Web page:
By Shanna Provost
“I am walking for every man, woman and child—for their future. I don’t know how else to shock people out of their inertia about where we are headed if we don’t make drastic changes to urban development.” Stina Kerans
You may feel you’re doing your bit by recycling and taking shorter showers–you may even have a worm farm for your scraps, but that’s simply not enough action to ensure our future.
The signs that drastic change is needed NOW are all there, and still we let developers create urban wastelands that only perpetuate our environmental problems.
One Canberra woman is so frustrated with the lack of real action by communities, councils and government that she is willing to walk as far and as long as it takes to shock our complacent society into action to do things NOW to ensure sustainability.
In the past weeks she has walked around 60 kilometres–from Yass to Murrumbateman to Hall and around Canberra suburbs.
She will continue to walk until she gets the attention of the public and genuine investors, planners and developers who are willing to implement new ways of urban development.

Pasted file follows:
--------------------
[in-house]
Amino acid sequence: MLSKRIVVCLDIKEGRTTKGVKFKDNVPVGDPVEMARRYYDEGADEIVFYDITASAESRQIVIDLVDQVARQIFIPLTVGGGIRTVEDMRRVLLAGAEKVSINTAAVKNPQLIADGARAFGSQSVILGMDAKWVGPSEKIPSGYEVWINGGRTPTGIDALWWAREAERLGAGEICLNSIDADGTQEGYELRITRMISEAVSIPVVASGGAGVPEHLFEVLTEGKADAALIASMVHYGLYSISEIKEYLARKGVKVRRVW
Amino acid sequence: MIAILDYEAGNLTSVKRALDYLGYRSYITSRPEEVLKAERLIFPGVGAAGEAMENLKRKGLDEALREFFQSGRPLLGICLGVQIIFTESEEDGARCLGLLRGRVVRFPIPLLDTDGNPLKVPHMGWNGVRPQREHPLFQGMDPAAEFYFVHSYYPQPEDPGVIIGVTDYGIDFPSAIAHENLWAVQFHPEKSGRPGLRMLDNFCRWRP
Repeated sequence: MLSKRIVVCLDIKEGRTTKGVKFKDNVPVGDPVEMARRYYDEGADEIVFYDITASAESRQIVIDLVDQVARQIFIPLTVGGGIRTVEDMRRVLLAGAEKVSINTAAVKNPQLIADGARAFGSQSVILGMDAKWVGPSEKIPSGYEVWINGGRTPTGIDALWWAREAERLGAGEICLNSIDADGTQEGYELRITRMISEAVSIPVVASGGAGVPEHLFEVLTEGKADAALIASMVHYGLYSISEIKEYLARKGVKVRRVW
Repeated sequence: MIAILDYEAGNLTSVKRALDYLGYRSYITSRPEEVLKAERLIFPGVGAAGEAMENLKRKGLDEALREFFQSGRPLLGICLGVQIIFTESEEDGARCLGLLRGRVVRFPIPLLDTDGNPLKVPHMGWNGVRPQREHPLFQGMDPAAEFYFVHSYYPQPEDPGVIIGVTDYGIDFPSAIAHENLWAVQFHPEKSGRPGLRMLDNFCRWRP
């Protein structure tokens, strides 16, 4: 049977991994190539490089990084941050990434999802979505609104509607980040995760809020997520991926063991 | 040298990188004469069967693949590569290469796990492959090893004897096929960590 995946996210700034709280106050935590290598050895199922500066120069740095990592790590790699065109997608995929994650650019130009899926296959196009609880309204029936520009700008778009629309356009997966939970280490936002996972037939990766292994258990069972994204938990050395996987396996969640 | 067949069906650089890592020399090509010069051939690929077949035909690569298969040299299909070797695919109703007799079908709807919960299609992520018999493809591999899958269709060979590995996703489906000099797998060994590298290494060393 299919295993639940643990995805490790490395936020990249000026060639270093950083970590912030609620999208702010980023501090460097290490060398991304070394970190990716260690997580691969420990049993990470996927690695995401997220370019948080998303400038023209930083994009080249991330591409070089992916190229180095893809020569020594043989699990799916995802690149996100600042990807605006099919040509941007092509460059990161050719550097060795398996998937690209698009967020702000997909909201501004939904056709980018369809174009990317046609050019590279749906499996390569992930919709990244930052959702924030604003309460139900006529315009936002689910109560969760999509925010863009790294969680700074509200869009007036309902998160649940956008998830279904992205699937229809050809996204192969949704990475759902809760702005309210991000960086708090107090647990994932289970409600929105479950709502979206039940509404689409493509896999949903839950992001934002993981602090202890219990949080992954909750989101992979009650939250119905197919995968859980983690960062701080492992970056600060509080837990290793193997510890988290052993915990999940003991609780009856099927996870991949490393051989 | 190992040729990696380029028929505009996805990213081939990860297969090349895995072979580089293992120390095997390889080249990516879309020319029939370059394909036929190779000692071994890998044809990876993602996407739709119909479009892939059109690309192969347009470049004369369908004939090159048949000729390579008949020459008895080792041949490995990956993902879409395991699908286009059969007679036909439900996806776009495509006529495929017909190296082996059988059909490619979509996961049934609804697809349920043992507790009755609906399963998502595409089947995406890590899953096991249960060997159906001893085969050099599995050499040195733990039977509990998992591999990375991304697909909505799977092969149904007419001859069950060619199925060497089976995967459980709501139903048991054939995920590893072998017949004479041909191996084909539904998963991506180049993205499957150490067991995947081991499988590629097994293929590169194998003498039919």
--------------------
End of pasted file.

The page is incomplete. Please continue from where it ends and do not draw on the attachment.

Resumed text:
“There is an urgent imperative to move our cities and suburbs towards a new configuration of sustainable, human-scale, energy-conscious colonies of connected business/farming enterprises and consumers”, says Ms Kerans.
Recognised internationally for their work in sustainability, Stina and Garry Kerans see the creation of sustainable urban development locally as an opportunity for the region to showcase the viability of sustainable development.
“Our design for living can help alleviate such social issues as depression, suicide, housing affordability, financial pressures and provide a support system for single parents and the elderly. If we care for each other the environment wins as well, because we care about the environment in which we live.”
Ms Kerans walks alone along the highway with a large sign strapped to her chest and back. She says that at first she feels embarrassed, but is willing to experience the humility to get her urgent message out.
People who want to learn more about sustainable development can fill in an Eco-Survey at www.eco-survey.com.au or attend a presentation by emailing firstname.lastname@example.org.